Torquay Hotel v Cousins: CA 17 Dec 1968

The plaintiff contracted to buy oil for his hotel from Esso. Members of the defendant trades union blocked the deliveries of oil by Esso to the Hotel because of a trade dispute they had with the management of the hotel. The hotel sued for an injunction and damages on the ground, amongst others, that the actions of the members of the Union constituted unlawful interference with the performance of the contract between the hotel and Esso.
Held: The court summarised the three elements of the tort of procuring a breach of contract: ‘First, there must be interference in the execution of the contract. The interference is not confined to the procurement of a breach of contract. It extends to a case where a third person prevents or hinders one party from performing his contract, even though it be not a breach. Second, the interference must be deliberate. The person must know of the contract or, at any rate, turn a blind eye to it and intend to interfere with it. . Third, the interference must be direct. Indirect interference will not do.’ The court extended the tort to include deliberate direct interference in the execution of a contract by preventing or hindering one party from performing the contract even though that would not have been an actionable breach because, as in this case there was an exemption clause.
Lord Denning MR, Russell LJ, Winn LJ
[1969] 2 Ch 106, [1968] EWCA Civ 2, [1969] 2 WLR 289, [1969] 1 All ER 522
England and Wales
ExtendedLumley v Gye 1853
An opera singer (Miss Wagner) and the defendant theatre owner were joint wrongdoers. They had a common design that the opera singer should break her contract with the plaintiff theatre owner, refuse to sing in the plaintiff’s theatre and instead . .
CitedEmerald Construction Co v Lowthian CA 1965
The defendant union officials threatened a building contractor with a strike unless he terminated a sub-contract for the supply of labour. They obviously knew that there was a contract, since they wanted it terminated, but did not know its terms . .
CitedLumley v Wagner 1852
A girl (under age) and her father contracted for her to perform at a theatre abroad, and later not to use her talents without the consent of her manager. She contracted with a competing theatre. She resisted an action by the manager saying that the . .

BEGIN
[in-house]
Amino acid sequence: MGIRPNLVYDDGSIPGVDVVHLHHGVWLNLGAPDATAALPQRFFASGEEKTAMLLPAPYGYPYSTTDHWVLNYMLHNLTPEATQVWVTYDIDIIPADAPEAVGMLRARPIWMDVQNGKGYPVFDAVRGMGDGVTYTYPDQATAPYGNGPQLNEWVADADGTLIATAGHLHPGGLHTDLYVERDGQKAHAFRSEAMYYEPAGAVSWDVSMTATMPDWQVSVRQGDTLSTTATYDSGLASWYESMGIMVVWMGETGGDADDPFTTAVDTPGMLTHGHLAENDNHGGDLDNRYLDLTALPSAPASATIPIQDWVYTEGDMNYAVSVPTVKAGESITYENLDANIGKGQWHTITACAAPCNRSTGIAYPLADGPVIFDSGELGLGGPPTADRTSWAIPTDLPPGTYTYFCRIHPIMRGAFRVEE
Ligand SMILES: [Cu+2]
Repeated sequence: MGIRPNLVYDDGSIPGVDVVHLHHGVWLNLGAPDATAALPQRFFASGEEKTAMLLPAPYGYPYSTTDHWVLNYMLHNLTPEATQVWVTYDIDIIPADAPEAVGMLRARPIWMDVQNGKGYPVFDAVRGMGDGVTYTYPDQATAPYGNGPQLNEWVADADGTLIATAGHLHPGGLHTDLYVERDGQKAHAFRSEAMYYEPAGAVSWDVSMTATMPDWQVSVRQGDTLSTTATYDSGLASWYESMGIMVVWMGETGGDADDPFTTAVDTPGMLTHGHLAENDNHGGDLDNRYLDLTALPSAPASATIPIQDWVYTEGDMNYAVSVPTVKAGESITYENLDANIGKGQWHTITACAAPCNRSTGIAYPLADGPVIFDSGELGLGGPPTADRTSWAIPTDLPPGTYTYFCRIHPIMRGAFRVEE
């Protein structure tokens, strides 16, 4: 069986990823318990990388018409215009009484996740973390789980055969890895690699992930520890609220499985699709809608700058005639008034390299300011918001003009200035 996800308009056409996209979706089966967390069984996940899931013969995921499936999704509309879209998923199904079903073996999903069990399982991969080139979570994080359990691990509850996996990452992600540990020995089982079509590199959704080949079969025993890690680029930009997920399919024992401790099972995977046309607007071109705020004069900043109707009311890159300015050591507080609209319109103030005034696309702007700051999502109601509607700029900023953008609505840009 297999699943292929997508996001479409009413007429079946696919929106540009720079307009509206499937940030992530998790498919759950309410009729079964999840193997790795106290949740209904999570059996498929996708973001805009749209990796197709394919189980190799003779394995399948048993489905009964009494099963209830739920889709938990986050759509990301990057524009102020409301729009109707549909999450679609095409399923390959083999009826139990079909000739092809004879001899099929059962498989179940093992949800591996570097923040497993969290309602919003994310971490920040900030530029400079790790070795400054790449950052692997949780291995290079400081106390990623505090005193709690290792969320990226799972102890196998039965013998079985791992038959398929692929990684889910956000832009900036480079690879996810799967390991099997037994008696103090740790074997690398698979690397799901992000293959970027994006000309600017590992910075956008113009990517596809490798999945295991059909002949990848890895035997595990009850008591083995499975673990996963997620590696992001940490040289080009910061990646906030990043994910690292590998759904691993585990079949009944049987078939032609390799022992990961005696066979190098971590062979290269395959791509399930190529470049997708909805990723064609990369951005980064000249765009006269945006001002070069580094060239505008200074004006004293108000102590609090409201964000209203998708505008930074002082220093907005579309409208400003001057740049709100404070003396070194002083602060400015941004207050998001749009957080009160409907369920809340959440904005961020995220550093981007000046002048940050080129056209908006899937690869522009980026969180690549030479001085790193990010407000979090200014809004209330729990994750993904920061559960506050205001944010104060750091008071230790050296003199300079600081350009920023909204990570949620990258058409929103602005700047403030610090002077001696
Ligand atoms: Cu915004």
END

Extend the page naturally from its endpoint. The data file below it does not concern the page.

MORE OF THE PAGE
CitedBeetham v Trinidad Cement Ltd 1960
The court considered what was a trade dispute. . .
CitedHuntley v Thornton 1957
It was an unlawful conspiracy at common law to pursue a closed shop against individuals beyond the point which the courts regarded as the defence of genuine trade union interests.
Harman J looked at the law of conspiracy where employees . .
CitedPoussard v Spiers 1876
Madam Poussard was under contract with Spiers to sing in an opera at the Criterian Theatre. She fell sick and was unable to attend rehearsals. Her non-performance, being caused by sickness, was not a breach of contract on her part.
Held: The . .
CitedQuinn v Leathem HL 5-Aug-1901
Quinn was treasurer of a Belfast butchers’ association. Leathem, who traded as a butcher, employed some non-union men, although when the union made difficulties he asked for them to be admitted to the union, and offered to pay their dues. The union . .
CitedNew Zealand Shipping Co Ltd v Societe des Ateliers et Chantiers de France 1919
. .

Cited by:
CitedEsso Petroleum v Kingswood Motors (Addlestone) Ltd and Others 1974
The defendant entered into a five year solus tie agreement with the plaintiff which required the defendant before completing any sale or transfer of the garage or its business to notify Esso and procure such person to enter into a direct agreement . .
ApprovedMerkur Island Corp v Laughton HL 1983
The shipowner claimants were party to a contract under which their obligation to prosecute their voyages with the utmost despatch was qualified by clauses providing for the vessel to go off hire and for charterers to have a right after 10 days to . .
CitedOBG Ltd OBG (Plant and Transport Hire) Ltd v Raymond International Ltd; OBG Ltd v Allen CA 9-Feb-2005
The defendants had wrongfully appointed receivers of the claimant, who then came into the business and terminated contracts undertaken by the business. The claimant asserted that their actions amounted to a wrongful interference in their contracts . .
CitedDouglas and others v Hello! Ltd and others (No 3) CA 18-May-2005
The principal claimants sold the rights to take photographs of their wedding to a co-claimant magazine (OK). Persons acting on behalf of the defendants took unauthorised photographs which the defendants published. The claimants had retained joint . .
CitedDouglas and others v Hello! Ltd and others; similar HL 2-May-2007
In Douglas, the claimants said that the defendants had interfered with their contract to provide exclusive photographs of their wedding to a competing magazine, by arranging for a third party to infiltrate and take and sell unauthorised photographs. . .

These lists may be incomplete.
Updated: 19 February 2021; Ref: scu.216556